The Golden Age of Firearm-Suppressors Dawned in 1909
Hiram Percy Maxim inaugurated an era
The first viable firearm suppressors appeared at the turn of the 20th century. Between 1909 and 1920, designers patented a wide range of suppression devices
Hiram Percy Maxim, the son of Sir Hiram Maxim — the inventor of the machine gun — was among the first engineers to get into the suppression business. The Maxim company started out making automobiles but, by 1905, had begun focusing on technology for moderating sound.
The younger Maxim experimented with valves, vents and bypass devices to reduce a firearm’s report. The drawing from Maxim’s March 1909 patent #916885, reproduced at top, shows his first design, which he intended to spiral gases into vortices.
The Maxim Silent Firearms Company, which would later become the Maxim Silencer Company, marketed Maxim’s best and most practical designs.
Encouraged by Maxim’s silencers, a number of rival designers and companies began developing their own designs. In the early 1910s, there was a flurry of work in the field. Notable suppressors included:
James Stinson’s Gun Muffler — U.S. Patent #959400
George Childress’ hemispherical expansion-chamber silencer — U.S. Patent #953943
Charles H. Kenney’s 1910 silencer, which had a large pre-expansion chamber — U.S. Patent #1017003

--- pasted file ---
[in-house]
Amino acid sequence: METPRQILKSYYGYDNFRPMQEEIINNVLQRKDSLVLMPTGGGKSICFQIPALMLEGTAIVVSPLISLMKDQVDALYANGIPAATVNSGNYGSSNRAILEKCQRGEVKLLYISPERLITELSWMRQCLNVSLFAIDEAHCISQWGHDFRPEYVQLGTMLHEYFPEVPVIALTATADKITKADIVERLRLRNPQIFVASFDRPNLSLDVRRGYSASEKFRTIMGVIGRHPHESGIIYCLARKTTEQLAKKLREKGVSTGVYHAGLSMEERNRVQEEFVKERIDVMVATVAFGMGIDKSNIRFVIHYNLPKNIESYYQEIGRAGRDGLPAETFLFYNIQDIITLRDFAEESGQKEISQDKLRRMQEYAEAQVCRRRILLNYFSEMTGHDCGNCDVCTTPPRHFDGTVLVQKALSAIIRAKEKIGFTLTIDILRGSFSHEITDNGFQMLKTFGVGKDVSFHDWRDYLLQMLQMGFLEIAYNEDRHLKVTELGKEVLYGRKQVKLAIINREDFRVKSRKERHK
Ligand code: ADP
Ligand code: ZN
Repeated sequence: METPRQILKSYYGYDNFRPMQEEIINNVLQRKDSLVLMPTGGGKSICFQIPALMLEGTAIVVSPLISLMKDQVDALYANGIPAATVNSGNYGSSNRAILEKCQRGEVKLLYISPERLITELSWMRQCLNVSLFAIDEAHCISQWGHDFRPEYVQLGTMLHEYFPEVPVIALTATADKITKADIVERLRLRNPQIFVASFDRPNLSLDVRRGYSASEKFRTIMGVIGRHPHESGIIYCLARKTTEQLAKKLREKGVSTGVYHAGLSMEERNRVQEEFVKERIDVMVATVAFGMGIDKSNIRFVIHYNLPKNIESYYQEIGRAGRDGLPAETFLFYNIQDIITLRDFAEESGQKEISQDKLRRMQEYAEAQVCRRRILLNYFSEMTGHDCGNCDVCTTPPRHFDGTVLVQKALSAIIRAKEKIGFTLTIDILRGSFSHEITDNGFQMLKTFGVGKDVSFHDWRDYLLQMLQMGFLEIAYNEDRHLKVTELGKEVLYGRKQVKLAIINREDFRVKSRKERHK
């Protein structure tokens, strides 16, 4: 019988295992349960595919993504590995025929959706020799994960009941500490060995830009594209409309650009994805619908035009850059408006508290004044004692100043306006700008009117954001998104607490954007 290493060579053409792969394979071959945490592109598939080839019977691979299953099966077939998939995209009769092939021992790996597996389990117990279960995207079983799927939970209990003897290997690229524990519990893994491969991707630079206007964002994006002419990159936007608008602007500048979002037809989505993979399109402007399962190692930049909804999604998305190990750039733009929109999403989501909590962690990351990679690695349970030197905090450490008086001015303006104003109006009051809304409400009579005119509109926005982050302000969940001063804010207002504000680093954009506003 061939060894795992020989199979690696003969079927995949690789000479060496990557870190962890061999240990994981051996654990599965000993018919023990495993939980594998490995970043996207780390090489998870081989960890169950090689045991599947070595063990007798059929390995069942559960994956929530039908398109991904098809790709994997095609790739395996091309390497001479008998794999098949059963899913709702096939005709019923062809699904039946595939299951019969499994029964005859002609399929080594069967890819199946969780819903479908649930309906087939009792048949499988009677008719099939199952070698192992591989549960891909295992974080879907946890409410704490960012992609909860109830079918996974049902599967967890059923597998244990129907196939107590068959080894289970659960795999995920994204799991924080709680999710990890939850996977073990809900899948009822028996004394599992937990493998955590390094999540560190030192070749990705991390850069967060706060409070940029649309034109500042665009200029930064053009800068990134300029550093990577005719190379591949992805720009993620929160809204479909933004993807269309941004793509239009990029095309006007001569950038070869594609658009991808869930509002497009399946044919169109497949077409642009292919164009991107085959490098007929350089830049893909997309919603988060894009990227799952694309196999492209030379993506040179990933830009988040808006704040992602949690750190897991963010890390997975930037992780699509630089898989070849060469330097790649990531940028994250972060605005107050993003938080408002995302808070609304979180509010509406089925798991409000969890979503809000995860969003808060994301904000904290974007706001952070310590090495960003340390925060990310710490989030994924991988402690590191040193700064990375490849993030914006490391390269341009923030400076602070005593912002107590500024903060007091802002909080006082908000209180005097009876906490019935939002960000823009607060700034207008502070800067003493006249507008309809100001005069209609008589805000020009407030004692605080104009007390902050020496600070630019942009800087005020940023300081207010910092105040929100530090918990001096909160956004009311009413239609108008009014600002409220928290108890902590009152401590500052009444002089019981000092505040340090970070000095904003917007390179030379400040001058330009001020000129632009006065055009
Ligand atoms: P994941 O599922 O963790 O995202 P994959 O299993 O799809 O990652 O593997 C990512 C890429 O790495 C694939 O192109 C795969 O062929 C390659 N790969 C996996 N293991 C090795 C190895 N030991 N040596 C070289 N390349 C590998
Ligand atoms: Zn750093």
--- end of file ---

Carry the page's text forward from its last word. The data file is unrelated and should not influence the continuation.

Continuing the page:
Andy Shipley’s 1910 patent was one of the first to suggest porting the firearm’s barrel — U.S. Patent #971083
Maj. Anthony Fiala’s spiral baffle silencer — U.S. Patent #1341363
Harry Craven’s shotgun silencer — U.S. Patent #984750
Eugene Thurler’s 1911 patent, which used a bayonet-style attachment system and deflecting cones — US Patent #1000702
Herbert Moore’s gas trap — U.S. Patent #1080154
R.M. Towson’s Recoil Neutralizer and Muffler, which was little more than an unconventional muzzle break for both small arms and artillery — U.S. Patent #1390658
Robert A. Moore’s design, U.S. Patent #956717, featured a large gas chamber that sat beneath the rifle’s muzzle
Maxim’s most successful competitor was Robert A. Moore, who patented his first silencer for large-caliber hunting and military rifles in 1910. Moore would go on to compete against Maxim during U.S. Army-sponsored rifle-silencer trials just before the outbreak of World War I.
The civilian market for firearms-silencers declined during the Great Depression and, in 1934, was dealt a severe blow by the National Firearms Act. The law heavily regulates silencers.
Maxim’s company subsequently moved away from firearms suppressors and instead focused on industrial and automobile mufflers. While the company is no longer family-owned, it is still in business.
Today, suppressors are enjoying a resurgence in popularity, with many new manufacturers offering a variety of designs. There’s a serious political effort underway to remove them from the National Firearms Act’s regulatory regime.